A satisfied man seeking validation as other people give him a thumbs up around him.

Do you look for other people’s approval? Why should you stop seeking validation?

If you rely on other people’s approval or permission, you’re not going to be as happy as you should be. Wayne W. Dyer has a few tips if you have approval-seeking behavior, so you can play by your own rules.

Continue reading to learn how to stop seeking validation.

Don’t Rely on Other People’s Approval or Permission

Dyer explains that there’s nothing wrong with asking for other people’s input, but it becomes detrimental when you trust their opinions more than your own and can’t act without someone else’s go-signal. By behaving in this way, you give more value to what others want or believe than what you want or believe. This is why everyone needs to learn how to stop seeking validation.

(Shortform note: Relying on other people’s approval or permission is a form of codependency, a stress-induced pattern of behavior that dictates how you treat another person and how you allow the other person to influence you. While Dyer discusses how this behavior means you put too much value on someone else’s input, he doesn’t go into detail about how you can be on the other end—dependent on another person’s compliance. In Codependent No More, Melody Beattie writes that codependents spend their time and energy trying to control other people without recognizing that this too is a form of ceding control.)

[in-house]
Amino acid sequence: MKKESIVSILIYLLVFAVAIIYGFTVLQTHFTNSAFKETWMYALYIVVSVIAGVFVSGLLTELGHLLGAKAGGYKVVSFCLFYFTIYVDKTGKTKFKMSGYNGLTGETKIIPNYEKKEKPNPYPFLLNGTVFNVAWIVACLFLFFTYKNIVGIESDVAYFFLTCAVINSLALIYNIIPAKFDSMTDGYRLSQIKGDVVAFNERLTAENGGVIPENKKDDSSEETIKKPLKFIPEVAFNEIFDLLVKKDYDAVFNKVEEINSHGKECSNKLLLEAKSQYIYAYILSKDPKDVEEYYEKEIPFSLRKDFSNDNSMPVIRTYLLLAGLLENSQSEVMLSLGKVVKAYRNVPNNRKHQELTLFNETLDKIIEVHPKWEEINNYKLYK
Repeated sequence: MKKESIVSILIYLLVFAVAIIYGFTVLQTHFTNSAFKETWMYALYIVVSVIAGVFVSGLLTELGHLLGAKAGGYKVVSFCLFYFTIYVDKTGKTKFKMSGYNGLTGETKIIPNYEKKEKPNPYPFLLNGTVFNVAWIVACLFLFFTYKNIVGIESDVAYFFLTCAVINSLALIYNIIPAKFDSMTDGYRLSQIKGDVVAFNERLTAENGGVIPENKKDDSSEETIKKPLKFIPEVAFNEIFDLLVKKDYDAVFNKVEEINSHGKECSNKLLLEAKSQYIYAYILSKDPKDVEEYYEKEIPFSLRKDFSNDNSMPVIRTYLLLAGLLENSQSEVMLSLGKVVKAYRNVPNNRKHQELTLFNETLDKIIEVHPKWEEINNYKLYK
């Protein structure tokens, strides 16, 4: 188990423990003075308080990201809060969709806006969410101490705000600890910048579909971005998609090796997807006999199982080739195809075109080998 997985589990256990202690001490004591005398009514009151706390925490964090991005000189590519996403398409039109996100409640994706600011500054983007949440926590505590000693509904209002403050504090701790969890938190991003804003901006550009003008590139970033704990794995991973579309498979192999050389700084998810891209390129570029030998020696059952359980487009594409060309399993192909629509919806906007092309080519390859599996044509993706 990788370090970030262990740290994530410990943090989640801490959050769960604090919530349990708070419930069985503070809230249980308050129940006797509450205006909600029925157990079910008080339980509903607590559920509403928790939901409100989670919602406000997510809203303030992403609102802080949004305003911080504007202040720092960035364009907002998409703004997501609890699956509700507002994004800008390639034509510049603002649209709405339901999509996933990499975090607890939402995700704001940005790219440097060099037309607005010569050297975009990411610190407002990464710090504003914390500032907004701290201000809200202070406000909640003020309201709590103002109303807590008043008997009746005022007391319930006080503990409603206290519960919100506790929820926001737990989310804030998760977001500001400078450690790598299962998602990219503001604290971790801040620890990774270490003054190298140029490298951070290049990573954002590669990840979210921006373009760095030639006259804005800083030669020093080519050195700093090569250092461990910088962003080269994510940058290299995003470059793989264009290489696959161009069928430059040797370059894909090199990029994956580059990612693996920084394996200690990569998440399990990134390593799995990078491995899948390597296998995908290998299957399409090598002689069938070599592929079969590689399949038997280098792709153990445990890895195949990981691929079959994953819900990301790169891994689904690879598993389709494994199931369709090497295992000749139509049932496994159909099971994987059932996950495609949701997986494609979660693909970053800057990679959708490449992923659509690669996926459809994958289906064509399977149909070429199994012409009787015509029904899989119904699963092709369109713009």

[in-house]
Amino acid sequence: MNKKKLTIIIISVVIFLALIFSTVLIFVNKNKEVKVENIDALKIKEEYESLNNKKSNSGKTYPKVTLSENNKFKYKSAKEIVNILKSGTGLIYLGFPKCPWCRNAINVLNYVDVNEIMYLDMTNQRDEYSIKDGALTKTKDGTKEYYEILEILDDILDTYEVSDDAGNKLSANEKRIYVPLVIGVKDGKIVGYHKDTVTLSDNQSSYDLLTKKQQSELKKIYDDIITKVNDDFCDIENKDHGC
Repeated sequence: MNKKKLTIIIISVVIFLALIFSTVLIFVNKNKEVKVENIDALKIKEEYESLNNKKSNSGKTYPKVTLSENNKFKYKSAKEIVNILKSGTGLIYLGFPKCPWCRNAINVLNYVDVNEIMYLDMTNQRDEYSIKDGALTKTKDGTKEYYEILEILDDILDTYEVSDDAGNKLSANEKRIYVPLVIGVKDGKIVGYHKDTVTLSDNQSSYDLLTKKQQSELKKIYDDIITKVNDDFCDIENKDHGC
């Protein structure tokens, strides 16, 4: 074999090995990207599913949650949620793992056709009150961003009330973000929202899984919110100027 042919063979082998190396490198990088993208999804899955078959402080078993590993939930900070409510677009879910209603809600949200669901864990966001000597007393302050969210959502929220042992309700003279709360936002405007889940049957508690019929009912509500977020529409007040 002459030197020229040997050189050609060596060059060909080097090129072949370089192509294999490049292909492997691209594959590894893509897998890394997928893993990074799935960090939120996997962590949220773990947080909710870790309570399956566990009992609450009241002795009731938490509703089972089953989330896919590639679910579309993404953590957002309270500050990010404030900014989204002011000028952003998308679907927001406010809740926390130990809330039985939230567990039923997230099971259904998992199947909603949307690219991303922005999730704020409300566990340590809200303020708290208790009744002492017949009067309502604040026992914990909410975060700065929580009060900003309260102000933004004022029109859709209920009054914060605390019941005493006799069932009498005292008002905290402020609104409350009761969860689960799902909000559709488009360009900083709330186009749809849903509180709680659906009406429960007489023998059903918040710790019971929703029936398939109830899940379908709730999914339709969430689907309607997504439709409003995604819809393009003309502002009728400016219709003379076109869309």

According to Dyer, we’re trained to need other people’s approval and permission from an early age: At home, well-meaning parents may solve problems for us because they don’t like to see us struggle; thus, we grow up conditioned to ask for their input or consent before doing anything. For example, when deciding on a career path, you might choose something that your parents think is practical (such as engineering) instead of pursuing something they deem impractical even though you’re passionate about it (such as art).

Other institutions likewise condition us to seek approval, says Dyer. At school, we’re given high marks for following the rules; in church, we’re expected to adhere to norms and traditions. When we behave in ways other than what’s expected of us, we’re called disruptive or self-absorbed. Thus, we learn to stay within the bounds of what’s “appropriate” so we don’t upset others, even if it runs counter to what we want or believe. This stays with us as we grow up. 

For example, you might not want to chip in for a birthday gift to a coworker you’re not close to, but you contribute anyway because your coworkers might think you’re selfish if you don’t. Or you might keep going to church service every Sunday just to please your religious mother even though you no longer believe.

(Shortform note: These examples of trying to fit in and conform with other people’s expectations are the opposite of what Brené Brown calls “true belonging.” In Braving the Wilderness, Brown writes that true belonging means feeling comfortable communicating and living out your values despite what others (your family, friend group, or church) may think. Choosing to conform rather than striving for true belonging is damaging not just to individuals but to the larger world because it ultimately results in divisiveness—Brown says that conforming to fit in and strengthen our ties with a group leads us to forget the humanity of anyone whom we view as “other.”)

Dyer says you rely on other people’s approval or permission because it’s the path of least resistance—it’s easier to go along with something you don’t want than it is to fight for what you do want. In the earlier examples, becoming an engineer might be easier than dealing with your parents’ disappointment if you choose to become an artist; spending money on someone you don’t care about or spending an hour in church seems easier than saying “no” and ruffling people’s feathers.